Cookbook of the Month Reports and Discussion: Pre-March 2022 Titles

Let’s use this thread to report on our experiences making, or ask questions about, recipes from COTMs prior to March 2022. COTMs from March 2022 on will live here on Hungry Onion, and any reports from those books can be added to their threads. Even if you didn’t take part on Chowhound, please share your experiences cooking from any of these books or websites if you’re so inclined.

For reference, here is the COTM list.

To report on a recipe, please put the title of the book or site and the recipe name in ALL CAPS for clarity, and include page numbers or website links if available. For ease in keeping track of reports, if someone has previously reported on a specific recipe, please reply to that post so that all discussion of the recipe is linked.


Thanks, but can’t see the list due to permission issue.

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Sorry about that, and not sure how it happened. It should be accessible now.

It’s working now, thanks!


Great resource, Caitlin - thank you for all the hard work preserving and organizing these COTM threads!


Thank you so much, Caitlin, for putting this together. I have a few things to post from this past weekend.


I’ve been searching for a good version of the black & white cookies I remember from my childhood forever. These are tasty cookies, but still not quite right - the texture isn’t quite soft enough and the frosting doesn’t taste right. (The chocolate side in particular needs to just be frosting, rather than the high-quality ganache that this is - SO Ina!) Still, I enjoyed every last one of these. They were very yummy, and honestly, not nearly as hard as you’d think to make.

I added some lemon zest to half of the batter and preferred the lemon-y ones, so I’d do that again. (Also, the less fresh they were, the more like NYC deli black & whites they tasted, which cracked me up.)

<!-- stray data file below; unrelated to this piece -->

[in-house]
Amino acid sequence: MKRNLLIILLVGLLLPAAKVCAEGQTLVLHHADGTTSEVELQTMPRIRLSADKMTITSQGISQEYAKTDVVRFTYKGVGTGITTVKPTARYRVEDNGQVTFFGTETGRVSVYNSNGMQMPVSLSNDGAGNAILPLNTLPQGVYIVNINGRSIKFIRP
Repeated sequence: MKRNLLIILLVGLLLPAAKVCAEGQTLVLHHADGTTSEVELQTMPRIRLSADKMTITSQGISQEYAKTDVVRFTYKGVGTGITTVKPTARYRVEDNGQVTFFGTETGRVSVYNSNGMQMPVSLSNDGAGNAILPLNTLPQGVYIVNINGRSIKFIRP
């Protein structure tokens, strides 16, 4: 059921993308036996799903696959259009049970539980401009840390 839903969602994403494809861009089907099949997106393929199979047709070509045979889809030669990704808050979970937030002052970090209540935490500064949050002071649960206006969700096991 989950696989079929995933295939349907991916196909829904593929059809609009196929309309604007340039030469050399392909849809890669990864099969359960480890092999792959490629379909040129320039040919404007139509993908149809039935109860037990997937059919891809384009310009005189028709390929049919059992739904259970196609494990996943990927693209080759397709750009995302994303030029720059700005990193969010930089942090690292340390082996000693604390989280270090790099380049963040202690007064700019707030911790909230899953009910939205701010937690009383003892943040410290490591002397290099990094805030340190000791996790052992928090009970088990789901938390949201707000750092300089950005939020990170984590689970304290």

MADE IN INDIA, Meera Sodha (May 2016 COTM)

I missed this COTM the first time around and I was really impressed by the meal I made last Sunday, which included 3 different recipes from the book. First, the chicken tikka which was delicious and very easy. I followed the recipe pretty closely (though I didn’t bother with a mortar and pestle - just prepped the ginger and garlic as I usually do) and I decreased the pepper due to making it for a toddler. The only change I’d make in the future is to stop the cooking a bit early next time and run the chicken under the broiler to get some more charring on the pieces. I served it with the chaat salad, mint chutney, and rice.

I made this sauce light on the chili (cooking for a toddler) and a bit light on the mint (my cousin doesn’t like it), so it came out looser than I think it was supposed to. Still, we all really liked it and thought it tasted great with the chicken tikka. And the toddler really enjoyed eating the mint leaves while she helped me make it!

This is a really interesting and complex salad. I followed a review on EYB’s lead and replaced the pomegranate seeds with cubed mango and my niece was obsessed. It was a delicious counterpoint for the chicken tikka.


Great to see your reports, and I want to get back to cooking from this book. @hirsheys, just a reminder to also put book names in all caps, so they’re easy to pick out as we scroll through a thread likely to have dozens of sources. Thanks!

Will do!